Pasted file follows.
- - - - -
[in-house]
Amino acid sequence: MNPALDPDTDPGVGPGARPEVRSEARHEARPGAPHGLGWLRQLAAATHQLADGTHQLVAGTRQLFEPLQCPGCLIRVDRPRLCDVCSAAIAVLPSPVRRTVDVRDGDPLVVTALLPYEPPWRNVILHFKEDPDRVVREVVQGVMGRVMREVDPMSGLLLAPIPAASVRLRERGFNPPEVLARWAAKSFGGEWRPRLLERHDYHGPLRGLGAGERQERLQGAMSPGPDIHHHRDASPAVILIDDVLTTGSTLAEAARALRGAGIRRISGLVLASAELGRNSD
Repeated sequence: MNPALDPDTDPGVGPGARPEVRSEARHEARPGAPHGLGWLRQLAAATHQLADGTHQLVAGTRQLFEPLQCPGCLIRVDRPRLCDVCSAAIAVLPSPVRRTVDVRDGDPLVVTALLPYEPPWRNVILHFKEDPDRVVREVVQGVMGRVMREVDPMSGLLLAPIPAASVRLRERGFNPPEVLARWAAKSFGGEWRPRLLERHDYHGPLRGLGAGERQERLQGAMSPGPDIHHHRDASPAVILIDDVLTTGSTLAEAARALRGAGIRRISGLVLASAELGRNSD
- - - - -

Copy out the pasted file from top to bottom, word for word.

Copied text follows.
[in-house]
Amino acid sequence: MNPALDPDTDPGVGPGARPEVRSEARHEARPGAPHGLGWLRQLAAATHQLADGTHQLVAGTRQLFEPLQCPGCLIRVDRPRLCDVCSAAIAVLPSPVRRTVDVRDGDPLVVTALLPYEPPWRNVILHFKEDPDRVVREVVQGVMGRVMREVDPMSGLLLAPIPAASVRLRERGFNPPEVLARWAAKSFGGEWRPRLLERHDYHGPLRGLGAGERQERLQGAMSPGPDIHHHRDASPAVILIDDVLTTGSTLAEAARALRGAGIRRISGLVLASAELGRNSD
Repeated sequence: MNPALDPDTDPGVGPGARPEVRSEARHEARPGAPHGLGWLRQLAAATHQLADGTHQLVAGTRQLFEPLQCPGCLIRVDRPRLCDVCSAAIAVLPSPVRRTVDVRDGDPLVVTALLPYEPPWRNVILHFKEDPDRVVREVVQGVMGRVMREVDPMSGLLLAPIPAASVRLRERGFNPPEVLARWAAKSFGGEWRPRLLERHDYHGPLRGLGAGERQERLQGAMSPGPDIHHHRDASPAVILIDDVLTTGSTLAEAARALRGAGIRRISGLVLASAELGRNSD